INTERVIEW | Asdrúbal Aguiar, Ph.D. in Law

"Worried about their inheritance, they betrayed their own father"

"Chávez made a call for the boys to preserve the nation's stability" "The opposition has an accurate and legitimate view of reality, but it remains fragmented"

Asdrúbal Aguiar believes that one of the tragedies surrounding the impending government succession is the predominance of militarism despite Maduro having been anointed by Chávez himself (Photo:Vicente Correale)
Saturday February 16, 2013  12:00 AM
Asdrúbal Aguiar sees narrowing the nation's issues to solving material needs or claiming, as many do, that Venezuelans are only worried about having food on their tables instead of living under democracy, as a limited and unfair perspective lacking the moral consistency and political culture required to fight for our basic rights.

Aguiar, who recently published a book titled Anti-Constitutional Venezuelan History, in which he thoroughly analyzes acts against the Constitution attributed by him to Hugo Chávez's government, calls for a "new nationwide consensus" based on diversity and aimed at consolidating unity around specific objectives to reestablish the social solidarity that has dissolved over the last 15 years as a result of a flawed institutional framework.

"The first step to determine what type of therapy Venezuela currently requires is to make an accurate diagnosis of its illness because, if we fumble our prognosis, treatment may result unsuitable. If we, as a majority, believe that the country, despite its difficulties, continues to stand, regardless of highs and lows, and that nothing is wrong, though much has gone awry; then social and political actors would continue to conduct themselves as if everything were normal."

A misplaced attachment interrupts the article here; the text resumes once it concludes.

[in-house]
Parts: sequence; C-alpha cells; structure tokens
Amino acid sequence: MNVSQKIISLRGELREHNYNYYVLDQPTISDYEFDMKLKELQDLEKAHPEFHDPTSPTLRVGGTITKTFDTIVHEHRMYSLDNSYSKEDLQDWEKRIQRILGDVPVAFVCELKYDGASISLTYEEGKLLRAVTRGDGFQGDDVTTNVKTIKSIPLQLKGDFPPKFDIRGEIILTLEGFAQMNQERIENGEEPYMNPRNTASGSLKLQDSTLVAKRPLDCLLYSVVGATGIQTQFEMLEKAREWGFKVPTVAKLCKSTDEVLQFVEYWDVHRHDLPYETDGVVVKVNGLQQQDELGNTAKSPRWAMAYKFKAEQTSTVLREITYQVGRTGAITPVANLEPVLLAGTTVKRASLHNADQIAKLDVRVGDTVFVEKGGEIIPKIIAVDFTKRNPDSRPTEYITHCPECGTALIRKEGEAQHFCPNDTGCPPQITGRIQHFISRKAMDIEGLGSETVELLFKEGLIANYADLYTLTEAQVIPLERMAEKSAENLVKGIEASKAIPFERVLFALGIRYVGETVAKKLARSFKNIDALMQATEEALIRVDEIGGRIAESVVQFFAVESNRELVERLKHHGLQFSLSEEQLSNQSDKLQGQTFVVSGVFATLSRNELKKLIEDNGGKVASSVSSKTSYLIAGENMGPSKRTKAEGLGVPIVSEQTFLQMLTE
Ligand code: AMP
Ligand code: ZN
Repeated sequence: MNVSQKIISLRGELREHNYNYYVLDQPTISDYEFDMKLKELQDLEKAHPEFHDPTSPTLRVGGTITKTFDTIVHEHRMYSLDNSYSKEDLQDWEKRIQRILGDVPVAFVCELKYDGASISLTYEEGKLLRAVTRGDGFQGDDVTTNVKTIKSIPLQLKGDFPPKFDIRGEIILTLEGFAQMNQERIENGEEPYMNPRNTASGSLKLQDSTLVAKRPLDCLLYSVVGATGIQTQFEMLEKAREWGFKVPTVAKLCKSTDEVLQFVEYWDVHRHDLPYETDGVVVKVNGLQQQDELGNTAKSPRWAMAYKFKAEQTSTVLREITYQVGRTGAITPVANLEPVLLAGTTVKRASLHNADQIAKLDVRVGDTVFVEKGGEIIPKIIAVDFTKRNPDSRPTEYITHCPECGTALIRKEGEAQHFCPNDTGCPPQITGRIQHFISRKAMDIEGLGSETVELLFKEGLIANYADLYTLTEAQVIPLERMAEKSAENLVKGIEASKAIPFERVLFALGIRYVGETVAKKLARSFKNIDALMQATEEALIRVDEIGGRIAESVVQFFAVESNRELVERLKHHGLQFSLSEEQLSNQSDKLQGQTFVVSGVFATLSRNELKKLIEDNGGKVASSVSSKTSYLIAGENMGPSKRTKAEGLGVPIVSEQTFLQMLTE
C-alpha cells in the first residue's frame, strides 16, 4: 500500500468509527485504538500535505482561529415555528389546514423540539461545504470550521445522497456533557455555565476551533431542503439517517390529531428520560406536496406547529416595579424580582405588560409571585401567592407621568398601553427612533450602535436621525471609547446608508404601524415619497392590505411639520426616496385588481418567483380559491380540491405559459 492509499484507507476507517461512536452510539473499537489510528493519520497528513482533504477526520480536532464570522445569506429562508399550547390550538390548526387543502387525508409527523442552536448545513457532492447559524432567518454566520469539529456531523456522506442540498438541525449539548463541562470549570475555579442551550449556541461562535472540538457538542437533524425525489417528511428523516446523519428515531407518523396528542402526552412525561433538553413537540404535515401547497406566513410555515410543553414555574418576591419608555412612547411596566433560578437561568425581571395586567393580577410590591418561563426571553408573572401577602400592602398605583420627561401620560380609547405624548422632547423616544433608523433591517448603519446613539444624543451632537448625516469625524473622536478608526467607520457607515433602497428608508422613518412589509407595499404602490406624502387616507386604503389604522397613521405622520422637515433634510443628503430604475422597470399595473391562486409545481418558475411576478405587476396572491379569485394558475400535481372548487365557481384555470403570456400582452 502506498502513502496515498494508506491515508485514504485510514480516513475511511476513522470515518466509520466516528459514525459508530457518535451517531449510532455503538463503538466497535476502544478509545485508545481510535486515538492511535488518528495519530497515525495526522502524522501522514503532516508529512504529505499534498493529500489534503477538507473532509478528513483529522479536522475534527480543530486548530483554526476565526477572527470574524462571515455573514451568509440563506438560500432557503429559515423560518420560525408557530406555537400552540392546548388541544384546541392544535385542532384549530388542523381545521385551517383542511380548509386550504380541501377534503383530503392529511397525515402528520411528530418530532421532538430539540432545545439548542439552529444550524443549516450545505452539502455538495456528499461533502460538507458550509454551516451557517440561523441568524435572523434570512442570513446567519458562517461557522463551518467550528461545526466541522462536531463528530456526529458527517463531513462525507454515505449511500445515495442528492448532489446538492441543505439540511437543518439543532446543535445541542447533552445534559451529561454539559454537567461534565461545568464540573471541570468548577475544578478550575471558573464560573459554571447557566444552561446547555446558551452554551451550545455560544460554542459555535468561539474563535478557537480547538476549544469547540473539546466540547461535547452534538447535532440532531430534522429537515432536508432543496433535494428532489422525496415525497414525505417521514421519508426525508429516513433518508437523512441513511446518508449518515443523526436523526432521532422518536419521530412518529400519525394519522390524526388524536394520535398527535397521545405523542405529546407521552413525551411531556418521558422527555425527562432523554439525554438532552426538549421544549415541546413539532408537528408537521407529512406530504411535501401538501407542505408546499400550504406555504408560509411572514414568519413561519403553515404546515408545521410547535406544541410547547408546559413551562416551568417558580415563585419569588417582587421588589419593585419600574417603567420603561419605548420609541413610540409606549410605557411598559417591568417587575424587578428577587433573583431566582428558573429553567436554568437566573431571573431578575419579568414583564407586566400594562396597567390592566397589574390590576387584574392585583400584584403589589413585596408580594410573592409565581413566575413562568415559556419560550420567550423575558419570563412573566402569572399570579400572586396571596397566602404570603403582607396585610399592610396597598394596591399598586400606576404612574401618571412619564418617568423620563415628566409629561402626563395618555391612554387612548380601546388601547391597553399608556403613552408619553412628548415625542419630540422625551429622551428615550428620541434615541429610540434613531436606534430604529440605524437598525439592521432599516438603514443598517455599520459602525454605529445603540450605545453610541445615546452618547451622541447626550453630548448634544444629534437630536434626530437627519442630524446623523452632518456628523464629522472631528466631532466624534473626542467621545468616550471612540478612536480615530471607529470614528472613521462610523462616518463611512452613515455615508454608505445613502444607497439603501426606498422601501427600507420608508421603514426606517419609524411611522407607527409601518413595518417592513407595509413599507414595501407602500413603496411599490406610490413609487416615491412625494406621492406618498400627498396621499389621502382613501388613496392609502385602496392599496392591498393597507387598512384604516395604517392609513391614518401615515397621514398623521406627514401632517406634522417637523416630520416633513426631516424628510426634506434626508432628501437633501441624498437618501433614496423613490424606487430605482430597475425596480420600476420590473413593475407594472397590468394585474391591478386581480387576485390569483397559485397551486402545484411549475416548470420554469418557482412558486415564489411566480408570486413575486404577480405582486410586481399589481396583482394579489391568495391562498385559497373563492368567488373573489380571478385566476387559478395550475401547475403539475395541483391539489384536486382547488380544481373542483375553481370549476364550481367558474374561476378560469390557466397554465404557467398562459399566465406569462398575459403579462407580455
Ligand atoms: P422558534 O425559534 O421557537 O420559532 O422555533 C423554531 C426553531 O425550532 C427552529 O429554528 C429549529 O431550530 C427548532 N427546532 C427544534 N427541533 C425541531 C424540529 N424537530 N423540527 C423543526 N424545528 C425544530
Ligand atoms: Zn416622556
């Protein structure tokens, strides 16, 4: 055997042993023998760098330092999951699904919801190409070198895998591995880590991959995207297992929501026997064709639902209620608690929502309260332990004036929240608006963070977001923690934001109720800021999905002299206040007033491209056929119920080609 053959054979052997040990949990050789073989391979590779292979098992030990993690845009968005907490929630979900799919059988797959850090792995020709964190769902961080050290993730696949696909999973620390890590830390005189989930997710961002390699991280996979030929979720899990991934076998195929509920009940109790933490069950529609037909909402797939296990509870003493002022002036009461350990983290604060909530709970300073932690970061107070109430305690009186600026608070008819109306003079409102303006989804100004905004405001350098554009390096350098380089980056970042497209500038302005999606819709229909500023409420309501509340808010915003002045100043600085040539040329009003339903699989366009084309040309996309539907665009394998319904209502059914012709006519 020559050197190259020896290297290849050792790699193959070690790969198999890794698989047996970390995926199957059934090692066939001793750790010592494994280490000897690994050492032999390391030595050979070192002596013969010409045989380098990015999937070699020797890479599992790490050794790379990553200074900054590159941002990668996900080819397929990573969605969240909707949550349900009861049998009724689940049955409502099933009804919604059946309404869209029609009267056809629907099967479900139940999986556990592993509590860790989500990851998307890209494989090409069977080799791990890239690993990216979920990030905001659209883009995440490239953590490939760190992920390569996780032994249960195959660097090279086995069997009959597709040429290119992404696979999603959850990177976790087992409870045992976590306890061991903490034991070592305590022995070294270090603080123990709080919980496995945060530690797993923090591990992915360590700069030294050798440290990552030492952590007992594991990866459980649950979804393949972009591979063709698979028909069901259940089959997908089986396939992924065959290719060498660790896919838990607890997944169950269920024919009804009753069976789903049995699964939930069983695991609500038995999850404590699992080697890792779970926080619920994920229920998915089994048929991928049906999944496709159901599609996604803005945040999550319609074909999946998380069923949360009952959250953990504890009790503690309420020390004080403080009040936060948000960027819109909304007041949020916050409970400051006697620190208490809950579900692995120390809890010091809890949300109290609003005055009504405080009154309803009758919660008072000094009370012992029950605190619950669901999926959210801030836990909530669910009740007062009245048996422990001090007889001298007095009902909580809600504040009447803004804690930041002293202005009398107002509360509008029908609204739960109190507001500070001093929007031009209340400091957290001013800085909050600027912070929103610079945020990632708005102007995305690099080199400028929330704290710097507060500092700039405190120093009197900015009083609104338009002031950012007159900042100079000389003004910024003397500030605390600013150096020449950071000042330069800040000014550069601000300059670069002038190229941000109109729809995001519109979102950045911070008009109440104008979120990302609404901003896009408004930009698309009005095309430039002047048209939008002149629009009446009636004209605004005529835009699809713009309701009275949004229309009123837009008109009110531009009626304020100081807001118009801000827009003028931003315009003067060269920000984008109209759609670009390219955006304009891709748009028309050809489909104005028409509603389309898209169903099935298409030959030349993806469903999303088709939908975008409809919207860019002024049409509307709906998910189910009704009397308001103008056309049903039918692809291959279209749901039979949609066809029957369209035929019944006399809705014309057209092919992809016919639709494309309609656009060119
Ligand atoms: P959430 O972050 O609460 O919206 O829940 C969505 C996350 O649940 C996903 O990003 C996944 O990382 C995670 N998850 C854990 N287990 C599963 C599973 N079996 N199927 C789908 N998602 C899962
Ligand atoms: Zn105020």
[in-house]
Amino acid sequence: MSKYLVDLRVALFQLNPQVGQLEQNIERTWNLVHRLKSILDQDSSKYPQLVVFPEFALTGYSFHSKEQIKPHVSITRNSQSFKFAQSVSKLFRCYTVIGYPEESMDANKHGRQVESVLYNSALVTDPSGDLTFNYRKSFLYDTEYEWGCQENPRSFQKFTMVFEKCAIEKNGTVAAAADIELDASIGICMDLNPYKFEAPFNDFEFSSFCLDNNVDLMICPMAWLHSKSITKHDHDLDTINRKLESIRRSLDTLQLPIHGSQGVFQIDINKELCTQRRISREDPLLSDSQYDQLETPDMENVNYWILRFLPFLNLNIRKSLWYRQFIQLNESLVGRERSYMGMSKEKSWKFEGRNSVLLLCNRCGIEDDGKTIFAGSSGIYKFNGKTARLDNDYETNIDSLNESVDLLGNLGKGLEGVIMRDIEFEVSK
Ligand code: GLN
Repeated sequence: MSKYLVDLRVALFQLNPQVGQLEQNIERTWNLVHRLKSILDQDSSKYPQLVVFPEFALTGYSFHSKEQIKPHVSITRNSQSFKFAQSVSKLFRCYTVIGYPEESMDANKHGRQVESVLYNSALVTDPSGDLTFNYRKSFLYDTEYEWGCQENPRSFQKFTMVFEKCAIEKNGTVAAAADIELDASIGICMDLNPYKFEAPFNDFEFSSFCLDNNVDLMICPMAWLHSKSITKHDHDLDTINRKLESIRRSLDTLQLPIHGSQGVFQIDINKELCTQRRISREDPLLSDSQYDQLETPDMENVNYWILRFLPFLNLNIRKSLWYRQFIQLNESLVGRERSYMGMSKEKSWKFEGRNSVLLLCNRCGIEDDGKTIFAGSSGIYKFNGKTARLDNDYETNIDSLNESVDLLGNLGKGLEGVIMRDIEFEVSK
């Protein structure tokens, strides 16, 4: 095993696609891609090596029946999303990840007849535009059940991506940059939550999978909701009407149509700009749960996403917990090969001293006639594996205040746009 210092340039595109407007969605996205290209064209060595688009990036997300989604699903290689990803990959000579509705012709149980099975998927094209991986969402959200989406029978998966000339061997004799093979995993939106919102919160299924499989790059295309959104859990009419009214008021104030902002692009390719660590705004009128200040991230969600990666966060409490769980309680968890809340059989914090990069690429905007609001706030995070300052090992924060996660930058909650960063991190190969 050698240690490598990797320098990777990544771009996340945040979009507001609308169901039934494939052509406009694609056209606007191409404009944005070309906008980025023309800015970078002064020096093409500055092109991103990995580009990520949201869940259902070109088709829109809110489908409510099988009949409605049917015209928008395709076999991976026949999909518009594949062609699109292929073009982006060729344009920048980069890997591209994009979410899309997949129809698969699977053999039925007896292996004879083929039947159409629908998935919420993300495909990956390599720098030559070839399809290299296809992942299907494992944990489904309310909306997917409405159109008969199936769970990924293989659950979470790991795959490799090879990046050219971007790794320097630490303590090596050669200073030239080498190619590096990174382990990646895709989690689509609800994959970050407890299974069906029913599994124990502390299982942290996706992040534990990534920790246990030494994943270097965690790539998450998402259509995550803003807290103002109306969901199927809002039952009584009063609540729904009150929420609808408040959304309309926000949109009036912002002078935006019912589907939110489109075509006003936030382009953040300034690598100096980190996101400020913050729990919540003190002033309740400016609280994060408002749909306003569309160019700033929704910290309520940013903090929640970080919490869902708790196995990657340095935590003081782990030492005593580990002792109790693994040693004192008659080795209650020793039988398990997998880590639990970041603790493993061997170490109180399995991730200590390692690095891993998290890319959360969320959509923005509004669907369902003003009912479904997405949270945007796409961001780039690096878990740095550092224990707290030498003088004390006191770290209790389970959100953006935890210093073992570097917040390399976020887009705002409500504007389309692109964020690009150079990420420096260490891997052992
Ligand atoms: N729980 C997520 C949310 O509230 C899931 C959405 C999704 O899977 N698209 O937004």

-The problem is that the factor that determines power has left, though not entirely, the scene. This deeply alters the issue and generates great uncertainty and vagueness.  

-In Physics, voids are filled. Whoever holds power fills those voids and nothing else happens. But there is a deeper problem, which may seem like a nuisance, but it is far from it: Since 1999, Hugo Chávez and his cronies have gulped down the brew of democracy. Now, 14 years later, only an empty jar remains of what was once the institutional and Republican mold that, one way or another, preserved solidarity, which has now been seriously undermined, amongst Venezuelans and prevented us from drifting into an even more precarious situation.

-Yet we have nonetheless drifted.

-On January 10, a ruling by the nation's top court shatters that mold by thrusting it toward the ground and placing a tombstone over it. At present, we face a tragedy brought about by democratic fallacies; this is not the same country it was for at least half a century.

-Now, the one benefiting from unlimited power is in no position to do so, and the would-be heirs to the throne lack the stoutness to fill that void.   

-Chavezism comprises the pieces to a large puzzle. Antagonistic interests have, in spite of everything, a unifying element that is not an ailing Chávez, but the need to survive the possibility of losing power and being personally exposed to a cataclysm. Consequently, a utilitarian solidarity emerges, but not as a result of political or institutional vision, because they ultimately went on to betray Hugo Chávez.